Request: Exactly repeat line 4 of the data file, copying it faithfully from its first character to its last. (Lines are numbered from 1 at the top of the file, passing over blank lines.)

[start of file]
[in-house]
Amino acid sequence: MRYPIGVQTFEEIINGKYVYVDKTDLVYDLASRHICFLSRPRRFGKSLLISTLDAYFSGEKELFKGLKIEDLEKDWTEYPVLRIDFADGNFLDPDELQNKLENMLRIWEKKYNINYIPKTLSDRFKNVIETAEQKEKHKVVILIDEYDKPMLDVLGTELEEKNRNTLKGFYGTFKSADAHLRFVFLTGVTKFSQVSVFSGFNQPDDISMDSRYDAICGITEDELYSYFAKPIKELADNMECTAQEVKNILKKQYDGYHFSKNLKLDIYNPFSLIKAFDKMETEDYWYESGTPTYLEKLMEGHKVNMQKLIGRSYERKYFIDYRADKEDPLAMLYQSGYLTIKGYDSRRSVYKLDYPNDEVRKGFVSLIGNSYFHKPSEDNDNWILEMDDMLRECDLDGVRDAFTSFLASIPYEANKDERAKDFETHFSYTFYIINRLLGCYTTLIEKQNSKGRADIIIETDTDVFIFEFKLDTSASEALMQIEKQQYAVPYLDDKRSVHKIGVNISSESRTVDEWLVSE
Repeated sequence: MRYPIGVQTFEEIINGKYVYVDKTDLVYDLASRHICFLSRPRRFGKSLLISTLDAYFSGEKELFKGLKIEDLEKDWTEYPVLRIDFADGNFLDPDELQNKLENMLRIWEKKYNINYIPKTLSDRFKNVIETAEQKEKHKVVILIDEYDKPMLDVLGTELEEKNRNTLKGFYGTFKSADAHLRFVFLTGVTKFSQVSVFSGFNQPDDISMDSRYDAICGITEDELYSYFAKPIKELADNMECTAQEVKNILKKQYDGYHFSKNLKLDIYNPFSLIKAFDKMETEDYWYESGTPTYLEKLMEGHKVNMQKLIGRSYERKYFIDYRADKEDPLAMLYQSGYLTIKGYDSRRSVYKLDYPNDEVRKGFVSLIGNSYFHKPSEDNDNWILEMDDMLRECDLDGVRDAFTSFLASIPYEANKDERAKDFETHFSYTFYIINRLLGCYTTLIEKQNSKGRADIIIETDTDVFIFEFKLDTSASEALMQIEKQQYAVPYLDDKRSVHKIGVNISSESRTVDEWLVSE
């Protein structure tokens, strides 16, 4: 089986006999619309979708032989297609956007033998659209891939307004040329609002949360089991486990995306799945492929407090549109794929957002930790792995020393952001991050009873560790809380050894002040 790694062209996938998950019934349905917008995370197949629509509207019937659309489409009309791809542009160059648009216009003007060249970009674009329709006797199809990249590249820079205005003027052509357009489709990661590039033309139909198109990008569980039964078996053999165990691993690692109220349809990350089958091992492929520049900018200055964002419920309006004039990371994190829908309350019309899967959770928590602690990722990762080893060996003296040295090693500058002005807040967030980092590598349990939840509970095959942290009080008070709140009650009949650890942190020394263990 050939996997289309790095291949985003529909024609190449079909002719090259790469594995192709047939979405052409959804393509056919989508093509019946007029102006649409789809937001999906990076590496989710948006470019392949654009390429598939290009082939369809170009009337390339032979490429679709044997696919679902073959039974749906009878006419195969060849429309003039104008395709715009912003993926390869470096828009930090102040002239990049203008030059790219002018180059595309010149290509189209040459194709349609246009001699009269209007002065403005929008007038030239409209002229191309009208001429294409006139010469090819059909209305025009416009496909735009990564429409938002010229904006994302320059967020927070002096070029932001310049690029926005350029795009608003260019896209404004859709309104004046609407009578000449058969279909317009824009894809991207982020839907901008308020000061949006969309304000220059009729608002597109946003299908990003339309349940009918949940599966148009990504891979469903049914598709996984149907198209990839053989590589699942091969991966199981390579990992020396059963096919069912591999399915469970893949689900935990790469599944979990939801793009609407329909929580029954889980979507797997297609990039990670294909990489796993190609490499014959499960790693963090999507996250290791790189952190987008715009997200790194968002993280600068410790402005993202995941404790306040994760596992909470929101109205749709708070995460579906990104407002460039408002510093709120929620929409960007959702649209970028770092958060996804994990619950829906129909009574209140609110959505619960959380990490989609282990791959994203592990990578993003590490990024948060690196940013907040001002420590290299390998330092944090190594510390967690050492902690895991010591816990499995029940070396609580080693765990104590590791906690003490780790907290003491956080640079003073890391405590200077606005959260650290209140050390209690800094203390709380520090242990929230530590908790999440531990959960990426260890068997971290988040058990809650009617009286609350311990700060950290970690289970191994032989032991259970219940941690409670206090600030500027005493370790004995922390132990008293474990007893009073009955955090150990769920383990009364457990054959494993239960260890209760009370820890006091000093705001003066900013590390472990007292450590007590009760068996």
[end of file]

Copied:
């Protein structure tokens, strides 16, 4: 089986006999619309979708032989297609956007033998659209891939307004040329609002949360089991486990995306799945492929407090549109794929957002930790792995020393952001991050009873560790809380050894002040 790694062209996938998950019934349905917008995370197949629509509207019937659309489409009309791809542009160059648009216009003007060249970009674009329709006797199809990249590249820079205005003027052509357009489709990661590039033309139909198109990008569980039964078996053999165990691993690692109220349809990350089958091992492929520049900018200055964002419920309006004039990371994190829908309350019309899967959770928590602690990722990762080893060996003296040295090693500058002005807040967030980092590598349990939840509970095959942290009080008070709140009650009949650890942190020394263990 050939996997289309790095291949985003529909024609190449079909002719090259790469594995192709047939979405052409959804393509056919989508093509019946007029102006649409789809937001999906990076590496989710948006470019392949654009390429598939290009082939369809170009009337390339032979490429679709044997696919679902073959039974749906009878006419195969060849429309003039104008395709715009912003993926390869470096828009930090102040002239990049203008030059790219002018180059595309010149290509189209040459194709349609246009001699009269209007002065403005929008007038030239409209002229191309009208001429294409006139010469090819059909209305025009416009496909735009990564429409938002010229904006994302320059967020927070002096070029932001310049690029926005350029795009608003260019896209404004859709309104004046609407009578000449058969279909317009824009894809991207982020839907901008308020000061949006969309304000220059009729608002597109946003299908990003339309349940009918949940599966148009990504891979469903049914598709996984149907198209990839053989590589699942091969991966199981390579990992020396059963096919069912591999399915469970893949689900935990790469599944979990939801793009609407329909929580029954889980979507797997297609990039990670294909990489796993190609490499014959499960790693963090999507996250290791790189952190987008715009997200790194968002993280600068410790402005993202995941404790306040994760596992909470929101109205749709708070995460579906990104407002460039408002510093709120929620929409960007959702649209970028770092958060996804994990619950829906129909009574209140609110959505619960959380990490989609282990791959994203592990990578993003590490990024948060690196940013907040001002420590290299390998330092944090190594510390967690050492902690895991010591816990499995029940070396609580080693765990104590590791906690003490780790907290003491956080640079003073890391405590200077606005959260650290209140050390209690800094203390709380520090242990929230530590908790999440531990959960990426260890068997971290988040058990809650009617009286609350311990700060950290970690289970191994032989032991259970219940941690409670206090600030500027005493370790004995922390132990008293474990007893009073009955955090150990769920383990009364457990054959494993239960260890209760009370820890006091000093705001003066900013590390472990007292450590007590009760068996």